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The Cosby Show Is a Smash But No Groundbreaker

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BREAKTHROUGH HIT: A television series, usually in prime time, that achieves huge popularity. Its success typically has wide-ranging impact on the medium, inspiring imitators and sparking new interest in the genre. See also: All in the Family, Happy Days, Charlie's Angels, Dallas.

Network programmers hardly need a TV encyclopedia to recognize that another show has joined that select category. NBC's The Cosby Show, starring Bill Cosby as an obstetrician coping with the small trials of family life, was the highest-rated network series to debut last fall, and its following has grown to blockbuster proportions. The sitcom now lands regularly in the No. 1 slot in the weekly ratings; a month ago it even beat the Academy Awards by more than two ratings points. Its success has boosted the ratings of NBC's entire Thursday night lineup and has helped the network to its best prime-time performance in ten years.

The series' long-term impact, judging from the networks' preliminary plans for fall, may be substantial. This week's episode, with Tony Orlando playing a counselor for troubled teens, is the pilot for a potential spin-off. Next week's season finale, with Lena Horne as guest star, may also be the springboard for a new series. Both CBS and ABC are developing their own comedies about black families, obviously inspired by Cosby's success, and the show is being credited with reviving network interest in the sitcom form in general.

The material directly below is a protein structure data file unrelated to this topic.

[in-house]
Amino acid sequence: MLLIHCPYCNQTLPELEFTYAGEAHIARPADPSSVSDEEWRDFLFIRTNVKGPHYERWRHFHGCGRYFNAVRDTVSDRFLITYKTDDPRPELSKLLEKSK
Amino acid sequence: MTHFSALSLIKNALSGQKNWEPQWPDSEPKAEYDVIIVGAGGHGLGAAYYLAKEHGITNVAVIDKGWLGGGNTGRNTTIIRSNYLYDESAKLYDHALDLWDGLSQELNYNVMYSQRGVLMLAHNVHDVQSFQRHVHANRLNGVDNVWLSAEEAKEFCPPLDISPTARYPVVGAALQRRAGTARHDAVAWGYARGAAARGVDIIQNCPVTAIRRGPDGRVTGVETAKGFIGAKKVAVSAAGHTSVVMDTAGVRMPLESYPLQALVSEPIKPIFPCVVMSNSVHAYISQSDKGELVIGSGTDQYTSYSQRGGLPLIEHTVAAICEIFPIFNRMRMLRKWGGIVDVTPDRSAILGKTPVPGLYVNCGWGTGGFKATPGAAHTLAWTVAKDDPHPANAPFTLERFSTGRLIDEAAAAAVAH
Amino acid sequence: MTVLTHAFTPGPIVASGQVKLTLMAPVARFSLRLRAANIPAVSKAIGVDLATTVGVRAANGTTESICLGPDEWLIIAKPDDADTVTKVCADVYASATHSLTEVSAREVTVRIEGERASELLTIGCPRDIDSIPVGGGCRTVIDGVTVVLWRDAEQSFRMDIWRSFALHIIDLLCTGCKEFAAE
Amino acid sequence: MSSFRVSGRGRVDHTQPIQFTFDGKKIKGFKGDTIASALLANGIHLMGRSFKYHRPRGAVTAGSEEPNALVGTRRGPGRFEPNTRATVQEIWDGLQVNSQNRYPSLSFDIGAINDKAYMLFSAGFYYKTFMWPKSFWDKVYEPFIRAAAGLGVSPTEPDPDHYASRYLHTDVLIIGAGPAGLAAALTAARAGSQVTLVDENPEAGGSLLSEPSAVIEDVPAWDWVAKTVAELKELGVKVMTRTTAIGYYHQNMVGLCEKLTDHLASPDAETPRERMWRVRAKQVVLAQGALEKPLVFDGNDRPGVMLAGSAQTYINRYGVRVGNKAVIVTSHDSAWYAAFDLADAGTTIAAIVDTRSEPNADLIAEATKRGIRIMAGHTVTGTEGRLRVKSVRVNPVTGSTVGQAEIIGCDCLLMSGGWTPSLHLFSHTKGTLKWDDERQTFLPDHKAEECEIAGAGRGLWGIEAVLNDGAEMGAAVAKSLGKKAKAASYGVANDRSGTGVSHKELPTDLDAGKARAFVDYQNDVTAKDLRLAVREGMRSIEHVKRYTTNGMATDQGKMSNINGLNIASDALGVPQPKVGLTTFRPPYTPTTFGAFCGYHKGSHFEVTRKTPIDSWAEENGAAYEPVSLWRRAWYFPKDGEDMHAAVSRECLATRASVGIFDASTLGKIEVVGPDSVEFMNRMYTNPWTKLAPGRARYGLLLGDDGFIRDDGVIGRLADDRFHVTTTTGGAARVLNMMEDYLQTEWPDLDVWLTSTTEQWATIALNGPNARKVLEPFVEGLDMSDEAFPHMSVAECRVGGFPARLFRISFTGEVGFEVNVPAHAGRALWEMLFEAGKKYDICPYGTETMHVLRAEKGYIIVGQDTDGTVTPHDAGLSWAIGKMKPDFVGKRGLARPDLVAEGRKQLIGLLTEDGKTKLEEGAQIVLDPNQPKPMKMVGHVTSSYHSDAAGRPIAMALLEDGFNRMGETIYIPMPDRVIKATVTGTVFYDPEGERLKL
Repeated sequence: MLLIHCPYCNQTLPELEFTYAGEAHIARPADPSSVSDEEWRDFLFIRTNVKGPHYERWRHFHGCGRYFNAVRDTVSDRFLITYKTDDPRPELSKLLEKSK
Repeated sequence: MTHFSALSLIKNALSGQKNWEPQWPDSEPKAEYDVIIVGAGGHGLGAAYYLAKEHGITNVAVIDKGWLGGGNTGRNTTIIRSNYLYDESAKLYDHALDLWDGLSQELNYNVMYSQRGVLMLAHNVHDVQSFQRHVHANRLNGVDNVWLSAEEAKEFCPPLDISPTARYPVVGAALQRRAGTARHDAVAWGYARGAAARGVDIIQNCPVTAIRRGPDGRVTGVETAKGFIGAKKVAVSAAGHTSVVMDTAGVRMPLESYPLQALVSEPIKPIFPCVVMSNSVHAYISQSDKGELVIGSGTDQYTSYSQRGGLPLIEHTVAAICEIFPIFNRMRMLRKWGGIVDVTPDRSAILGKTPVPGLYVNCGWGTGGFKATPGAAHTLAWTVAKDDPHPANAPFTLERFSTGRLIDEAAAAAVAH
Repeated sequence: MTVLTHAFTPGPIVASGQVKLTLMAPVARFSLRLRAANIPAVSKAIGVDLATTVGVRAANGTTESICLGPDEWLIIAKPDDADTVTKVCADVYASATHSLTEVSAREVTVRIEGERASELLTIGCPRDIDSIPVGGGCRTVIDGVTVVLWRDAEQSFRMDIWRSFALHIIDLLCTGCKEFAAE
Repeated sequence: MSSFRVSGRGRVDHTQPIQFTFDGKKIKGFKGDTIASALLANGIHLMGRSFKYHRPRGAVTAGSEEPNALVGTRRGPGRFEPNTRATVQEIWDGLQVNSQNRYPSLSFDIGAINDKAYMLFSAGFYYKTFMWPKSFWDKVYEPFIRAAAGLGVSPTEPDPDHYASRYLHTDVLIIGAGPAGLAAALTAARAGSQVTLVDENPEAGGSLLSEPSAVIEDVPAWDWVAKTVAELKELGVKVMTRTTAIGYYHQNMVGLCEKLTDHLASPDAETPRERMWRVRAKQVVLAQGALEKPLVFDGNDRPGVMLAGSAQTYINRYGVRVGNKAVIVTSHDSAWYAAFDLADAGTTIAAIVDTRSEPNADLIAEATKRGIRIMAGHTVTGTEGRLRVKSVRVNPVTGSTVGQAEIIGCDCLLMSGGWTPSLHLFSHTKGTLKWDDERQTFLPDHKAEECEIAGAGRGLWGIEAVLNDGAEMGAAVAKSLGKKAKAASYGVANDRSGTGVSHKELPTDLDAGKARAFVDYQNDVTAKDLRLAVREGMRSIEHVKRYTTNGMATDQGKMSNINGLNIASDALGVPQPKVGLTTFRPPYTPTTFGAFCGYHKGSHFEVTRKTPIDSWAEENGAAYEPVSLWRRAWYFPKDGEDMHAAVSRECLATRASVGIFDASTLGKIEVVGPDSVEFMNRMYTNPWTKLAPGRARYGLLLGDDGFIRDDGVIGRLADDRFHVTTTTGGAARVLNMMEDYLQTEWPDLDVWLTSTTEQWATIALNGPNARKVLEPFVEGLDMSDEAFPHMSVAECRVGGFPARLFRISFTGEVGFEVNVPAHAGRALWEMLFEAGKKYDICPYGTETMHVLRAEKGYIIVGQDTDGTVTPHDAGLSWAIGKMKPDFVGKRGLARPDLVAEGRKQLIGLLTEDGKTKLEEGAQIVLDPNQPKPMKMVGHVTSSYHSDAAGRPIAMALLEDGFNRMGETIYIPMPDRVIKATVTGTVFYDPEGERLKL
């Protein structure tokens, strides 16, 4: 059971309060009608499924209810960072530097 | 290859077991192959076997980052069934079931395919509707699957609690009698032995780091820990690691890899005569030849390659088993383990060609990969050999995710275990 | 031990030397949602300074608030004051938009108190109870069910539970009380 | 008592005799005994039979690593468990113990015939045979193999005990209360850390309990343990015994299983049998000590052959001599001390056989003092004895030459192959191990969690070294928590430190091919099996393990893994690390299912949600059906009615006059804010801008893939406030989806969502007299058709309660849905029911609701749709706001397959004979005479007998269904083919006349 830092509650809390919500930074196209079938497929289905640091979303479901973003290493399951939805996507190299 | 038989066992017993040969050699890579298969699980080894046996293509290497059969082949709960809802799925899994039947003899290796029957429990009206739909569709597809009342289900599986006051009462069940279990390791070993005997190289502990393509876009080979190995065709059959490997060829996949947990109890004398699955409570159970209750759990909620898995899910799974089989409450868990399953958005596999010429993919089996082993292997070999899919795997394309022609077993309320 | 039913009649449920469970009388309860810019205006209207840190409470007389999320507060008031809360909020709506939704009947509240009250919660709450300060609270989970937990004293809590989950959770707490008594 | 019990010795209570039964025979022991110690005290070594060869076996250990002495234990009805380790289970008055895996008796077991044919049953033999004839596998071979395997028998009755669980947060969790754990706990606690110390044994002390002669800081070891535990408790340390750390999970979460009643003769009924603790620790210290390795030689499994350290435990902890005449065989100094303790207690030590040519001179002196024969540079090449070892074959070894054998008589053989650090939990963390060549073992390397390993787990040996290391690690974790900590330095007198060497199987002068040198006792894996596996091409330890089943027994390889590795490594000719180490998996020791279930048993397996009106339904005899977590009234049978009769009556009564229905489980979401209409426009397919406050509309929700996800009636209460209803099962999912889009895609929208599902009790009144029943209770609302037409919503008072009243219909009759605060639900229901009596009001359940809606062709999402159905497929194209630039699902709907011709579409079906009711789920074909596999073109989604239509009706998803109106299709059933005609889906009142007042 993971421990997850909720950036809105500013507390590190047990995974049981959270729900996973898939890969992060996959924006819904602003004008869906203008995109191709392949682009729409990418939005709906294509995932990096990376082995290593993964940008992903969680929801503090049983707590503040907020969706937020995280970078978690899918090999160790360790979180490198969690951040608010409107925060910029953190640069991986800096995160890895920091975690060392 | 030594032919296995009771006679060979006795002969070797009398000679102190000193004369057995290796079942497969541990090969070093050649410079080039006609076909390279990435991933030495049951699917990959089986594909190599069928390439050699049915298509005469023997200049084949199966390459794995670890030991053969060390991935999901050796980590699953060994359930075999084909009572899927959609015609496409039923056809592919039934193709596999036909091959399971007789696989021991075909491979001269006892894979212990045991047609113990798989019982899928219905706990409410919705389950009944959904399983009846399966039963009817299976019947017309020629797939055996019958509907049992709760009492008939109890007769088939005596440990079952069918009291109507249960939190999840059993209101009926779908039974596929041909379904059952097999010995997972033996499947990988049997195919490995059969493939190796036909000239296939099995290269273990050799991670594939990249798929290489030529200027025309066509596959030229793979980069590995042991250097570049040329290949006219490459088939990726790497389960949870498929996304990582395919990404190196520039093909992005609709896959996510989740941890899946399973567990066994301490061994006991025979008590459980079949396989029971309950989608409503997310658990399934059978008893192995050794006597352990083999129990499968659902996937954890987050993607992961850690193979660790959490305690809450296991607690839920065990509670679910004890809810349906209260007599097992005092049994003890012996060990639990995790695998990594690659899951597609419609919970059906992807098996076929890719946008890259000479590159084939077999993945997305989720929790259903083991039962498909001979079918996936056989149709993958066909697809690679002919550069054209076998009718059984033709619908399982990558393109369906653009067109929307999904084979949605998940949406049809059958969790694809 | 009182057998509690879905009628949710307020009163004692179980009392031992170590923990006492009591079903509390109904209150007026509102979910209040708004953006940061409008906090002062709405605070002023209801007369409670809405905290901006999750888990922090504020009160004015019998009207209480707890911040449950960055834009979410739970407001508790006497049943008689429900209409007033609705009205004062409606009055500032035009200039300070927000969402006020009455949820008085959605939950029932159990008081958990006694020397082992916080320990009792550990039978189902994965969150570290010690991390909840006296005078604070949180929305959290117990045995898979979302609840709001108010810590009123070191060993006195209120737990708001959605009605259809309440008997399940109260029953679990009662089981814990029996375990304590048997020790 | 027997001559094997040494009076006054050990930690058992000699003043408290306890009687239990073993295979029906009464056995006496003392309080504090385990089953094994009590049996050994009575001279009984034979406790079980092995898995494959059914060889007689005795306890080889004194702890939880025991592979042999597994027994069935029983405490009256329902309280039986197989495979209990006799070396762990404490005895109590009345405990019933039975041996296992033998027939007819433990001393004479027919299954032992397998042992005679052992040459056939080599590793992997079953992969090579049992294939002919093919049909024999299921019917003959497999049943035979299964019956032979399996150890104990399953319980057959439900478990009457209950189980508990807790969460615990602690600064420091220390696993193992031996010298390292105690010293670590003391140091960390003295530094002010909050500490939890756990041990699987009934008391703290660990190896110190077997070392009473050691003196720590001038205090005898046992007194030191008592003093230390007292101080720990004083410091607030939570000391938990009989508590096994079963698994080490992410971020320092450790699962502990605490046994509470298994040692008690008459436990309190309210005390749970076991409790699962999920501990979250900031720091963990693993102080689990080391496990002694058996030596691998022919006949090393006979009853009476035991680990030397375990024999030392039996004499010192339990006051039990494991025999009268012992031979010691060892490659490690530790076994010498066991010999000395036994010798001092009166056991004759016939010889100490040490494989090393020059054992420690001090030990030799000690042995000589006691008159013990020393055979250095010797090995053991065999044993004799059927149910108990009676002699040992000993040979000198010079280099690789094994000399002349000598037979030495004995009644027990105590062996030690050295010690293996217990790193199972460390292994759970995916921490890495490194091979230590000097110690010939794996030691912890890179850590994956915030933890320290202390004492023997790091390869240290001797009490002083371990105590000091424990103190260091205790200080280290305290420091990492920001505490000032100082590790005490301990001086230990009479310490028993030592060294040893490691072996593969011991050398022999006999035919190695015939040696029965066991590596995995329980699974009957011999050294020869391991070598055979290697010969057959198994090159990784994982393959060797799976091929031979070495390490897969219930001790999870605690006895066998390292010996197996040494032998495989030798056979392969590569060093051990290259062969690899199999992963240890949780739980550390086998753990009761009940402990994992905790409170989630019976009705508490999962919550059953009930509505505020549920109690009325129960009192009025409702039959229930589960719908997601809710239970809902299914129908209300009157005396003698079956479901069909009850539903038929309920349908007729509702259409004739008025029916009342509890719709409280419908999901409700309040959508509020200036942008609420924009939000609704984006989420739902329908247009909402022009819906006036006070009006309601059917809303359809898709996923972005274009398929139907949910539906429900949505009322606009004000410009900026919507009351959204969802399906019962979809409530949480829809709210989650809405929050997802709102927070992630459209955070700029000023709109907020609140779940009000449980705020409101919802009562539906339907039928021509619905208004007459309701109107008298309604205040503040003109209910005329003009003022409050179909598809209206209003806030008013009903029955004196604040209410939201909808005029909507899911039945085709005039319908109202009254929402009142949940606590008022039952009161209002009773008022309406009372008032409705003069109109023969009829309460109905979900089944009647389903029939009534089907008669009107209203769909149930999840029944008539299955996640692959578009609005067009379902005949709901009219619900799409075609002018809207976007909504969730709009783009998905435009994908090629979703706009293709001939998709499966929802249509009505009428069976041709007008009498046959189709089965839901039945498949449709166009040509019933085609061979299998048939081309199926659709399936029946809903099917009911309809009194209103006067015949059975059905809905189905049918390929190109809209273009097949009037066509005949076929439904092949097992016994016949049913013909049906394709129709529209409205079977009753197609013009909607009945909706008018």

The Cosby Show is the sort of hit that warms the hearts of even the coldest TV critics. Unlike other prime-time successes of recent years, such as Dallas and The A-Team, the series does not trade in illicit sex, cliff-hanger endings or car chases. It is a wholesome and rather sweet portrayal of a relatively realistic household. Dr. Heathcliff Huxtable and his family happen to be black, but no special point is made of that fact--a refreshingly mature treatment of the matter of race.

Yet The Cosby Show's achievements have been rather wildly overstated. To be sure, at a time when most TV families inhabit a farcical never-never land, the series has much to recommend it. Its structure is unusually loose and laid- back for a sitcom, avoiding gimmicky plots and rapid-fire gag lines. Its subject matter is the recognizable trivia of family life: a son who won't clean up his room, a child who is afraid to sleep alone after seeing a scary movie, a visit from Grandpa.

Though Phylicia Ayers-Allen, as Dr. Huxtable's wife, is too young by a decade, the youngsters who play their rambunctious brood (Lisa Bonet, Malcolm- Jamal Warner, Tempestt Bledsoe and Keshia Knight-Pulliam) are charming. So is Cosby, most of the time. The veteran stand-up comic, commercial pitchman and star of three former TV series has found an ideal format for his gently satiric humor. In the face of life's little annoyances, Cosby's demeanor is a sardonic slow burn; his response, exasperated hyperbole. "I had a rough day yesterday," he complains. "Every child born on the face of this earth, I delivered."

But the show's problems start with Cosby himself. He is, quite simply, everywhere. His name is listed five times in the credits: as star, co- producer, executive consultant, co-author of the theme music and, as William H. Cosby Jr., Ed.D., one of the show's three creators. On a typical episode, he appears in virtually every scene.

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